A smartphone's BFF: Teens and tweens
Teen mobile phone usage is way up, and the younger consumers are hungry for new wireless capabilities. Some device makers are finally starting to catch on, writes Business 2.0's Michal Lev-Ram.
(Business 2.0 Magazine) -- Forget checking email on your cell phone - that's soo 2004. Today's teens are doing much more with their mobile devices. Speed texting with their eyes closed is only the beginning, and the technology can barely keep up with their rising demand for new features.
That's exactly why adolescent consumers are a desirable demographic for phone makers and carriers hungry for data revenues - $5 a month charges for unlimited messaging and $1 song downloads, to name just a few examples - as the cost of a call per minute continues to decline.
In just two years, the number of teenage cellular subscribers has grown by nearly 26 percent (that's a full 10 percentage points above the growth rate of 45- to 54-year-old customers for the same time period). And there's ample evidence that teens want advanced capabilities on their phone. The same can be said for tweens - the 8- to 12-year-old crowd.
So why not make a smartphone geared toward teens and tweens? After all, they're the ones who are driving some of the most advanced mobile trends.
"This is a group that has never known the world without mobile phones, and they've come to expect a lot from their devices," says Mark Donovan, a senior analyst with Seattle-based research firm M:Metrics. "For just about every category of mobile media activity, if you look at the 13- to 17-year-old bracket they're doing more things with their phones than the average phone user."
According to a recent survey by M:Metrics, 47 percent of teenagers take photos with their mobile device - that's twice the industry average. Young adults also access social networks, share pics and videos and browse the mobile Web a lot more than their older, less tech-savvy counterparts.
But despite teens' hyperactive mobile activities, smartphones like Research in Motion's BlackBerry (dubbed "CrackBerry" by some addicted users) and Palm's Treo have been largely geared for the business user - older corporate customers perpetually tethered to their email.
It's true that smartphones are expensive to develop and build, and that the underage crowd isn't exactly the one with the most spending power. But recent mobile devices like the slimmed-down Motorola Q and the Blackjack by Samsung have already pulled smartphone prices down - they're selling for as little as $100 (with a 2-year contract, of course).
The new generation of phones are also sleeker and more multimedia-focused than their predecessors. "They don't want to walk around with a phone that makes them look like a dork," says Donovan. "Style and capabilities should go hand in hand."
It turns out kids don't want phones that look like they're made for kids. Case in point: Earlier this year, AT&T discontinued a child-centric, simplistic five-button phone it started selling in 2005 due to what analysts say were lackluster sales.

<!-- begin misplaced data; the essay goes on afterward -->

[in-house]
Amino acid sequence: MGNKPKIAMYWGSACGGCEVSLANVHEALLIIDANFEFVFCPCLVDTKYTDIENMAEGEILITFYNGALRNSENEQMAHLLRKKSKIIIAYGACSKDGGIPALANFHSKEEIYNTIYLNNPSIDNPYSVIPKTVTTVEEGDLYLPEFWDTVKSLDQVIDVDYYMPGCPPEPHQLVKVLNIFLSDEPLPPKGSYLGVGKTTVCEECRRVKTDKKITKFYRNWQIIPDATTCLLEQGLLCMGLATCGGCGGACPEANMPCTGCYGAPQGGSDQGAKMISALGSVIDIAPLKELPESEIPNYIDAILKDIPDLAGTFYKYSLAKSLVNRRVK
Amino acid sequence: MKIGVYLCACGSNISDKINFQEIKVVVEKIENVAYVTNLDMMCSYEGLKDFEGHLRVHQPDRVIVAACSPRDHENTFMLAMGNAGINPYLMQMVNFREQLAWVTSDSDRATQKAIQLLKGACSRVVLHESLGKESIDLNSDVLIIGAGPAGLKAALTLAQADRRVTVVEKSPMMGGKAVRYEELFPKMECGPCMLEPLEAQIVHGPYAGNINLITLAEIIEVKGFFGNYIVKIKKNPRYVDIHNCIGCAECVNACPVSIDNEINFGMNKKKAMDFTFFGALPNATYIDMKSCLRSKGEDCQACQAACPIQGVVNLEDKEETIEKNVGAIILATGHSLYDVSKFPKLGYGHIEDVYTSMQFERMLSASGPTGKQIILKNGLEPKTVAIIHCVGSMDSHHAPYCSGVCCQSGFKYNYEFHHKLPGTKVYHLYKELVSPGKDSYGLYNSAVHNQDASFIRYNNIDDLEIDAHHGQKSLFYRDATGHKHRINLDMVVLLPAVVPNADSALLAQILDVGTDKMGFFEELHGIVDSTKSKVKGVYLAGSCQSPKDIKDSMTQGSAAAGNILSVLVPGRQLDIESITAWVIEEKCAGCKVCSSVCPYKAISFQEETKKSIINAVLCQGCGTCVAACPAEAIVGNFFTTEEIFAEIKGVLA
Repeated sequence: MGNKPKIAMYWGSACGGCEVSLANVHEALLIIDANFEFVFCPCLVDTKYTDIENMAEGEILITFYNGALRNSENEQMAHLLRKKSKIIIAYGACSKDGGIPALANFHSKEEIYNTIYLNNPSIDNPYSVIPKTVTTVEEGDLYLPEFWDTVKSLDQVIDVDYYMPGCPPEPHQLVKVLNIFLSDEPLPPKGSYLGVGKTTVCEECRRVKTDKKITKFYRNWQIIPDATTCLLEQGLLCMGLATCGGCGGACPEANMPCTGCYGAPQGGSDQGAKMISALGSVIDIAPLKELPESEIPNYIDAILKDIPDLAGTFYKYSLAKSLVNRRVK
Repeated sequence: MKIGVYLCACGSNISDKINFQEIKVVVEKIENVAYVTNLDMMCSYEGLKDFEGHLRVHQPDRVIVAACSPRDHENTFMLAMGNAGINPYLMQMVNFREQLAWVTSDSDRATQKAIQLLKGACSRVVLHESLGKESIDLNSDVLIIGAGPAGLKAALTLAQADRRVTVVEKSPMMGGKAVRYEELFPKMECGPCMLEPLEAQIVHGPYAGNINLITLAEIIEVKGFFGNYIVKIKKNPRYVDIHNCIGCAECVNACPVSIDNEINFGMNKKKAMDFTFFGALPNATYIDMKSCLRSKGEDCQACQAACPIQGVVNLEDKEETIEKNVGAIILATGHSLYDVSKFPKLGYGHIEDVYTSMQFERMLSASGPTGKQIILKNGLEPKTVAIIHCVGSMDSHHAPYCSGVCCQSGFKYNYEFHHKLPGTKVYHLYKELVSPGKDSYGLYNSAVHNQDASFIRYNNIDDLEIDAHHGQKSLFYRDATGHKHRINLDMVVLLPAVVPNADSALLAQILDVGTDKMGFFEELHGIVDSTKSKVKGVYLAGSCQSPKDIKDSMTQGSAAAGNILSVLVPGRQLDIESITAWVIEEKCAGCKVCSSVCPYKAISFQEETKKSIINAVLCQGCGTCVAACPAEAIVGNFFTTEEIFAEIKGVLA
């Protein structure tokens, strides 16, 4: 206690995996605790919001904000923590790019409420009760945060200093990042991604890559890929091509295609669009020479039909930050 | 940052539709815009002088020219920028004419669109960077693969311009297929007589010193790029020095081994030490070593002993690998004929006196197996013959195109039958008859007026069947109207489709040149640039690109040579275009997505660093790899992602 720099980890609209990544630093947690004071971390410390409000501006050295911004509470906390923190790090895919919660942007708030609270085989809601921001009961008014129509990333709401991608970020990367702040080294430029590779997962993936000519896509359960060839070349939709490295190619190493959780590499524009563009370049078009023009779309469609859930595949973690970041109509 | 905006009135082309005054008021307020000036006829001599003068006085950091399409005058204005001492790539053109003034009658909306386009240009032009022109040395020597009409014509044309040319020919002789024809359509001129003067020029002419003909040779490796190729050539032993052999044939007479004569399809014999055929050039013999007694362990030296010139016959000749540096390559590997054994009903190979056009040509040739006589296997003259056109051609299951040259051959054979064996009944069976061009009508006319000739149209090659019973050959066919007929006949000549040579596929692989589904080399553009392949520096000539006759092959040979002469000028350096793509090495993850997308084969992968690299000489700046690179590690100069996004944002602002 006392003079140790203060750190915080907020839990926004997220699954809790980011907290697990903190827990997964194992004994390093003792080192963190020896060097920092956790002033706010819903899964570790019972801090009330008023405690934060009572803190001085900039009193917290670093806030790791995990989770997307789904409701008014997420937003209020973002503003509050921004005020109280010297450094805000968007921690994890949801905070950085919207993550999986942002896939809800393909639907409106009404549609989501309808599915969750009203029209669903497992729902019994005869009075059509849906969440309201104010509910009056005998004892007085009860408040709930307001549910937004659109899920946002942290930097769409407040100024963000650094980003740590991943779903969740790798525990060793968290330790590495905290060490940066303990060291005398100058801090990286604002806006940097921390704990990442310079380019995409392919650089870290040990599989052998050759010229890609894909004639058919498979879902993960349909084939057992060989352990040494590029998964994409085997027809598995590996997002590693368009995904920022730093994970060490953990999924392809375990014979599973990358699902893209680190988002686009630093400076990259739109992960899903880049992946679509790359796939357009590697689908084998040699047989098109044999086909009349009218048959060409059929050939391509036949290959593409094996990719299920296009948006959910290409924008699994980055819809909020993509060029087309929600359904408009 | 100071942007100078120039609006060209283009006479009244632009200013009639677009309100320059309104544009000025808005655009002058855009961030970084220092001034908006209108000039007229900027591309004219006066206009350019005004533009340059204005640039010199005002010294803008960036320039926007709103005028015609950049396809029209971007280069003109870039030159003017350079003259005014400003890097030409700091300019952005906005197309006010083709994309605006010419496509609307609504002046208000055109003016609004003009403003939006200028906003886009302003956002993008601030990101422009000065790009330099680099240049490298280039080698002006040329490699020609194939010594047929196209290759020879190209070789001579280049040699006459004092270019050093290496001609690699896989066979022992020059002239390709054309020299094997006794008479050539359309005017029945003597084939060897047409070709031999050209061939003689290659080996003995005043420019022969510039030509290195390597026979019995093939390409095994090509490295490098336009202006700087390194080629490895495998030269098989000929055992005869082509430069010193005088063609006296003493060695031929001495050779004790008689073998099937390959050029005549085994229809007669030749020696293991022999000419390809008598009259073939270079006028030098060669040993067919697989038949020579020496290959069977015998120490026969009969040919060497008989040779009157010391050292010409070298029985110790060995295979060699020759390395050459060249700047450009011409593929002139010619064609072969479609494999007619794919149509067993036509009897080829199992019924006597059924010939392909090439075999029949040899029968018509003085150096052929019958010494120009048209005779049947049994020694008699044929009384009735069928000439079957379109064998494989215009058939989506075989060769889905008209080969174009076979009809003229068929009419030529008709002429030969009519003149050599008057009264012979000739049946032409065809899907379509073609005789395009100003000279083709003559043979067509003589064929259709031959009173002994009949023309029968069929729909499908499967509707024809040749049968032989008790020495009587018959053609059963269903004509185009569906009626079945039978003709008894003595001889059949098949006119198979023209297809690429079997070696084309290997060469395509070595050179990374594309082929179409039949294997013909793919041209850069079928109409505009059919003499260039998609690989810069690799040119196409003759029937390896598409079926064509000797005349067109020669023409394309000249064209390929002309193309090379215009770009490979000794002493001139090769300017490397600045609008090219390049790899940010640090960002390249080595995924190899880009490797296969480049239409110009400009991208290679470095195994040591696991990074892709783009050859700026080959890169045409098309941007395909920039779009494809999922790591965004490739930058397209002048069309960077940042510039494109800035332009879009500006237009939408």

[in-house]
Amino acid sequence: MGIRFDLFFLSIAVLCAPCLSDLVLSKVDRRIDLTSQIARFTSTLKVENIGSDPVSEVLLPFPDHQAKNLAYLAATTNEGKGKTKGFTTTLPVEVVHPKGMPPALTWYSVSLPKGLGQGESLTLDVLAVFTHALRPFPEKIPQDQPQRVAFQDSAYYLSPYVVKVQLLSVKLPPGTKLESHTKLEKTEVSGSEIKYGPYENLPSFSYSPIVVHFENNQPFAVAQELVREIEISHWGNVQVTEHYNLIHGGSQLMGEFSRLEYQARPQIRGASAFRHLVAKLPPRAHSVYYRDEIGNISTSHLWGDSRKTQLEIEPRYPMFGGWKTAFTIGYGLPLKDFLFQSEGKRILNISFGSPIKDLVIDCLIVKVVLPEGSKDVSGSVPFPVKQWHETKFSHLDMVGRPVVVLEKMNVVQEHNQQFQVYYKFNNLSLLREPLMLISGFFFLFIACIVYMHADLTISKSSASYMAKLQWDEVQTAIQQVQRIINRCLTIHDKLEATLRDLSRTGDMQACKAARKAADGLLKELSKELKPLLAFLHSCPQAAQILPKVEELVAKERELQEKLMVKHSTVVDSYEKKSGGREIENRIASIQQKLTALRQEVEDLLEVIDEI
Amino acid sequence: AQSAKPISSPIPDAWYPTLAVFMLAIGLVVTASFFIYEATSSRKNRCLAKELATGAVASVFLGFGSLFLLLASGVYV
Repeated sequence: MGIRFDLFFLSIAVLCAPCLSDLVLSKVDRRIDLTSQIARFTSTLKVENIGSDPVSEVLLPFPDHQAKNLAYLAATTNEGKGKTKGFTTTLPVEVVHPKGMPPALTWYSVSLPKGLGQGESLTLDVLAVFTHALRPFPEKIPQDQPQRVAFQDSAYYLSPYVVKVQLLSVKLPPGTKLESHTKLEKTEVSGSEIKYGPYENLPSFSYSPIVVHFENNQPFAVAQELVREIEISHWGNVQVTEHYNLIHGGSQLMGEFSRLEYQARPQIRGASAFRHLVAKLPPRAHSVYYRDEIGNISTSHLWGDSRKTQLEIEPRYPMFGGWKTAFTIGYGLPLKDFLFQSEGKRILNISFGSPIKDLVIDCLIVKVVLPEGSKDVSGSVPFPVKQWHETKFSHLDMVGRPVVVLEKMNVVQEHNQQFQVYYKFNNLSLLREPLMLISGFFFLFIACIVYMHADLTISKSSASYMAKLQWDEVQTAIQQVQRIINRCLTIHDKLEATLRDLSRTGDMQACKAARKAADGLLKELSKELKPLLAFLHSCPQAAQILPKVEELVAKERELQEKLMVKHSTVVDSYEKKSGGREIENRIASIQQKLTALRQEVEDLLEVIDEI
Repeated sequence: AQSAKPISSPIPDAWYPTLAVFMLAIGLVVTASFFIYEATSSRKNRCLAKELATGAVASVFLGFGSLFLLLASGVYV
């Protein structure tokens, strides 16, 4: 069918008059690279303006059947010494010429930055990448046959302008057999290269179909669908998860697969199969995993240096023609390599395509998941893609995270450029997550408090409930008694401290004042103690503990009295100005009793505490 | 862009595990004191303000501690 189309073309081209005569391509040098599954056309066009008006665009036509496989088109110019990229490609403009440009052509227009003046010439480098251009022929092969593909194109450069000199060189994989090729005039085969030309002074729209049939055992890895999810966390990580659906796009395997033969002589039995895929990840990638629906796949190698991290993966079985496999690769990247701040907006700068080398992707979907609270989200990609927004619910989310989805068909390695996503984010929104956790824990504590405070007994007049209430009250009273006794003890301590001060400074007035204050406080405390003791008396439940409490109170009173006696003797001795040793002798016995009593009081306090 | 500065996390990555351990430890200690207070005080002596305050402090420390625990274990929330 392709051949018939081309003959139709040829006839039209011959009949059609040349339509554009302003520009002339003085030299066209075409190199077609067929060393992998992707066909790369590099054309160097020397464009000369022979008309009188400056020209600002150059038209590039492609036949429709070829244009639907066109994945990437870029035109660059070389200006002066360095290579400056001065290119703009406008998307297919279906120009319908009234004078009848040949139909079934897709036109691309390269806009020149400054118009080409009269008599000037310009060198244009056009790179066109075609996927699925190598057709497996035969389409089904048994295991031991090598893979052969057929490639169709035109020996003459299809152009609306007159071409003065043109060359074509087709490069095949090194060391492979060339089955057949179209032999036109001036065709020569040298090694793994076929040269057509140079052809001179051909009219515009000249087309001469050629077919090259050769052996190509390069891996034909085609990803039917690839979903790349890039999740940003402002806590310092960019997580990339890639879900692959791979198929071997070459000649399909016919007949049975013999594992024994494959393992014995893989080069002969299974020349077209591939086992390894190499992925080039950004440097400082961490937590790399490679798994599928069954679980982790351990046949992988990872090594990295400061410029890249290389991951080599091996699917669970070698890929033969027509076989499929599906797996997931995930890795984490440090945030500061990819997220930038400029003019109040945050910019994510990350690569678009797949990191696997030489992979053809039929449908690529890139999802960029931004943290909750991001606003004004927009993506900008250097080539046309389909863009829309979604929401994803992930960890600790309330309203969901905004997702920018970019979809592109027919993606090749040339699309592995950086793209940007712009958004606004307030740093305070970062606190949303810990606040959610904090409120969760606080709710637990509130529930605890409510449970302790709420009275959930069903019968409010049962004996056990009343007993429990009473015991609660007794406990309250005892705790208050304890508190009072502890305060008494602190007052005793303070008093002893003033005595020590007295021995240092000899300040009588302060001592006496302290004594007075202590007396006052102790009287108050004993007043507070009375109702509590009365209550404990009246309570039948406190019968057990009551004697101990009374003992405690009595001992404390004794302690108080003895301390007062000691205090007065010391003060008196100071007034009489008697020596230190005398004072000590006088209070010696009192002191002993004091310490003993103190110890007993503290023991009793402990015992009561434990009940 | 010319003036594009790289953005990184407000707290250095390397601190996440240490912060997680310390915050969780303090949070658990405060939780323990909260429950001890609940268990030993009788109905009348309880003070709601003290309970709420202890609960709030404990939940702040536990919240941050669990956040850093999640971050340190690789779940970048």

The maker of the AT&T phone, a Lincolnshire, Illinois-based company called Firefly Mobile, has since gone back to the drawing table to create a more souped-up phone for tweens. Dubbed the FlyPhone, the upgraded device will have a lot more than "call mom" and "call dad" buttons - it will include a camera, MP3 player, games and picture-sharing capabilities.
"Kids aren't afraid of technology," says Don Deubler, founder of Firefly. "The new phone allows them to do more things they want to do."
The FlyPhone will be available through Firefly's Web site and retail channels like Target (Charts, Fortune 500) stores by late September. According to Deubler, the device will retail for $125 without a contract.
Other phone makers and carriers are also edging toward more advanced devices for younger consumers. Helio, a small Los Angeles-based mobile operator that actually leases its spectrum from Sprint, launched the Ocean - a youth-centric feature-filled mobile device with two sliding keypads - last March.
With its full-QWERTY keyboard, GPS service and a MySpace application, the Ocean comes close to a smartphone for teens, though at $295 (the price at which the device is offered to new Helio subscribers), it's still beyond the reach of many of them.
What's more, as a mobile virtual network operator (MVNO), Helio's reach is limited as well. As of last released count, the company had 100,000 subscribers - peanuts compared to any one of the big four mobile operators' numbers.
So will the big players - Sprint (Charts, Fortune 500), AT&T (Charts), Verizon (Charts, Fortune 500) or T-Mobile - start to catch on and market innovative, lower priced smartphones specifically made for young people?